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Issue 31, 2018
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Stability of a biodegradable microcarrier surface: physically adsorbed versus chemically linked shells

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Mesenchymal stem cells (MSCs) have gained increasing interest for tissue engineering and cellular therapy. MSC expansion on microcarriers (MCs) in stirred bioreactors has emerged as an attractive method for their scaled up production. Some MCs have been developed based on polyesters as a hydrophobic biodegradable core. However, most of these MCs are formulated by an emulsion/organic solvent evaporation (E/E) process using poly(vinyl alcohol) as a shell steric stabilizer, which is biocompatible but not degradable in vivo. Moreover, in most of these MCs, the polymer shell is only physically adsorbed at the particle surface. To the best of our knowledge, no study deals with the stability of such a shell when the MCs are in contact with competitive surfactants or with proteins contained in the culture medium. In this study, fully in vivo bioresorbable dextran-covered polylactide-based MCs were formulated using an E/E process, which allowed to control their surface chemistry. Different dextran derivatives with alkyne or ammonium groups were firstly synthesised. Then, on the one hand, some MCs (non-clicked MCs) were formulated with a physically adsorbed polysaccharide shell onto the core. On the other hand, the polysaccharide shell was linked to the core via in situ CuAAC click-chemistry carried out during the E/E process (clicked MCs). The stability of such coverage was first studied in the presence of competitive surfactants (sodium dodecyl sulfate-SDS, or proteins contained in the culture medium) using nanoparticles (NPs) exhibiting the same chemical composition (core/shell) as MCs. The results revealed the total desorption of the dextran shell for non-clicked NPs after treatment with SDS or the culture medium, while this shell desorption was greatly decreased for clicked NPs. A qualitative study of this shell stability was finally carried out on MCs formulated using a new fluorescent dextran-based surfactant. The results were in agreement with those observed for NPs, and showed that non-clicked MCs are characterized by poor shell stability in contact with a competitive surfactant, which could be quite an issue during MSC expansion. In contrast, clicked MCs possess better shell stability, which allow a better control of the MC surface chemistry, especially during cell culture.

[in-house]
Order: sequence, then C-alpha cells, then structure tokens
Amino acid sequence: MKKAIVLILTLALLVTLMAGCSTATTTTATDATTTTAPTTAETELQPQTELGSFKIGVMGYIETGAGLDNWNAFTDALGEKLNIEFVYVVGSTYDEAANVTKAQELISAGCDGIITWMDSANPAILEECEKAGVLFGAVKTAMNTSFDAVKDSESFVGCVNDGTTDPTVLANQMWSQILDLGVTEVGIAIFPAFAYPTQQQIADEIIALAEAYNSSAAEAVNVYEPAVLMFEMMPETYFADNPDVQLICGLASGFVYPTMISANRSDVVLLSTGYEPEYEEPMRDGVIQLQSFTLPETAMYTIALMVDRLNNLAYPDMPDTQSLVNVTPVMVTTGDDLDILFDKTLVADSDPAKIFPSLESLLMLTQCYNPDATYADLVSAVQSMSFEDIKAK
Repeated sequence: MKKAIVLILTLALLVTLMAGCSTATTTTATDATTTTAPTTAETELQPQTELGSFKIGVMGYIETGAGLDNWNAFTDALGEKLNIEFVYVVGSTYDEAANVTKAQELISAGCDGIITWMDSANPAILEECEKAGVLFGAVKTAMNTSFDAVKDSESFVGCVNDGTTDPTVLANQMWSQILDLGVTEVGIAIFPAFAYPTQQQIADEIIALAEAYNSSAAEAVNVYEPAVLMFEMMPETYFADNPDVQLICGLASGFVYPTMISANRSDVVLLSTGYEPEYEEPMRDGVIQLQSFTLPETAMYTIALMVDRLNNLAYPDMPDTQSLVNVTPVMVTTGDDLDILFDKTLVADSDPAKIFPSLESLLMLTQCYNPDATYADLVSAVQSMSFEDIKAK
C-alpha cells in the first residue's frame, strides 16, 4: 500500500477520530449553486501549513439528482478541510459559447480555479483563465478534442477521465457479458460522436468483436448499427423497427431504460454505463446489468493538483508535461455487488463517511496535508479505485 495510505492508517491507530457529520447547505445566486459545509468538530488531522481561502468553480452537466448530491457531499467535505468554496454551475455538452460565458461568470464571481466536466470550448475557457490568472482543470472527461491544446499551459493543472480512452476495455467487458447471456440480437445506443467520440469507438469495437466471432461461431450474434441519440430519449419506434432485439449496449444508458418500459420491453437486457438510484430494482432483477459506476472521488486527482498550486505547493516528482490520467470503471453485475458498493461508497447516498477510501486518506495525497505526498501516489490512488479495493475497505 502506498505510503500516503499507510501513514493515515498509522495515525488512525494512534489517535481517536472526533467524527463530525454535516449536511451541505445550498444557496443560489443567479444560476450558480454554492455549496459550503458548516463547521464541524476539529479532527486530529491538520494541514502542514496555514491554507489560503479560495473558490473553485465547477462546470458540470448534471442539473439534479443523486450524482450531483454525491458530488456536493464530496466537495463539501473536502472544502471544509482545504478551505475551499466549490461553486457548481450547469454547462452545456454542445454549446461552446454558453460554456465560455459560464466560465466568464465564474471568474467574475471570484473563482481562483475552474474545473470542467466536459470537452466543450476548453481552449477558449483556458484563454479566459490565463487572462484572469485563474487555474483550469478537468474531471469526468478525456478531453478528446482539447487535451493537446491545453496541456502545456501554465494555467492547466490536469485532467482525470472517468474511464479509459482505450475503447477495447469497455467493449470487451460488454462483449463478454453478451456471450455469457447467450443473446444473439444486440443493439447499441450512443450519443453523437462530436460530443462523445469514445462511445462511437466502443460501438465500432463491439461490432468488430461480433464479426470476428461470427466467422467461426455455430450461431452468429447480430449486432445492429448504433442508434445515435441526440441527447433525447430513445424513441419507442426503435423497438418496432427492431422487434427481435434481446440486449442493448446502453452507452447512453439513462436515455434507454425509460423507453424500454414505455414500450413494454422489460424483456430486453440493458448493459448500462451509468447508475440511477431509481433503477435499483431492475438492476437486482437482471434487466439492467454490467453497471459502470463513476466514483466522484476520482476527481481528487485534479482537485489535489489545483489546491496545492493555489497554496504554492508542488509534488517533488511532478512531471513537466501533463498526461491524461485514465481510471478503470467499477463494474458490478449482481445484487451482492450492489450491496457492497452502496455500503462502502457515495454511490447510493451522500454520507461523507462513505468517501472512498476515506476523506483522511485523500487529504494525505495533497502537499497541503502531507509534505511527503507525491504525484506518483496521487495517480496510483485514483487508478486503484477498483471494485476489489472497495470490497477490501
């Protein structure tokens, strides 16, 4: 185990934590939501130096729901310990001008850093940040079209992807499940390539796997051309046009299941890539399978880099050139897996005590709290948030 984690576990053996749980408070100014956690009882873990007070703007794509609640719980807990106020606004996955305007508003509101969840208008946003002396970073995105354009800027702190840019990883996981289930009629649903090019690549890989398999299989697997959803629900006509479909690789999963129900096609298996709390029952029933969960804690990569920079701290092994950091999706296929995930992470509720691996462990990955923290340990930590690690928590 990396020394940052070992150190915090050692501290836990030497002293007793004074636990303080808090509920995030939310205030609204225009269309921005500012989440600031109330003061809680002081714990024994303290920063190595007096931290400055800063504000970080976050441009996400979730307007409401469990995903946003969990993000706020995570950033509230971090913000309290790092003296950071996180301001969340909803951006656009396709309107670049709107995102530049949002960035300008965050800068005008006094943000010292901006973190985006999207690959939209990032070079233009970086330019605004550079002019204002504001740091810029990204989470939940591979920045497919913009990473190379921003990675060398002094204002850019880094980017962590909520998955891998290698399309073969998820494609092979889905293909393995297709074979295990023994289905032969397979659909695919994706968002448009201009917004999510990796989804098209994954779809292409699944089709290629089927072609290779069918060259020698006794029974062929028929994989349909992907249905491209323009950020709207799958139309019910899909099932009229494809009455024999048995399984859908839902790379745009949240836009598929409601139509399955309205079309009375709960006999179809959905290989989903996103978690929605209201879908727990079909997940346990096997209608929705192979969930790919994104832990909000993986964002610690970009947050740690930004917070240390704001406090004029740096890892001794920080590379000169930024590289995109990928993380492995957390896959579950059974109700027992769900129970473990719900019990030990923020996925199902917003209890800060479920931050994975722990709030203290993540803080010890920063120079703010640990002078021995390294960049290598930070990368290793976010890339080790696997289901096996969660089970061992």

Graphical abstract: Stability of a biodegradable microcarrier surface: physically adsorbed versus chemically linked shells

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Publication details

The article was received on 11 May 2018, accepted on 11 Jul 2018 and first published on 12 Jul 2018

Article type: Paper
DOI: 10.1039/C8TB01255E
Citation: J. Mater. Chem. B, 2018,6, 5130-5143

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    Stability of a biodegradable microcarrier surface: physically adsorbed versus chemically linked shells

    A. Roy, M. A. Murcia Valderrama, V. Daujat, K. Ferji, M. Léonard, A. Durand, J. Babin and J. Six, J. Mater. Chem. B, 2018, 6, 5130
    DOI: 10.1039/C8TB01255E

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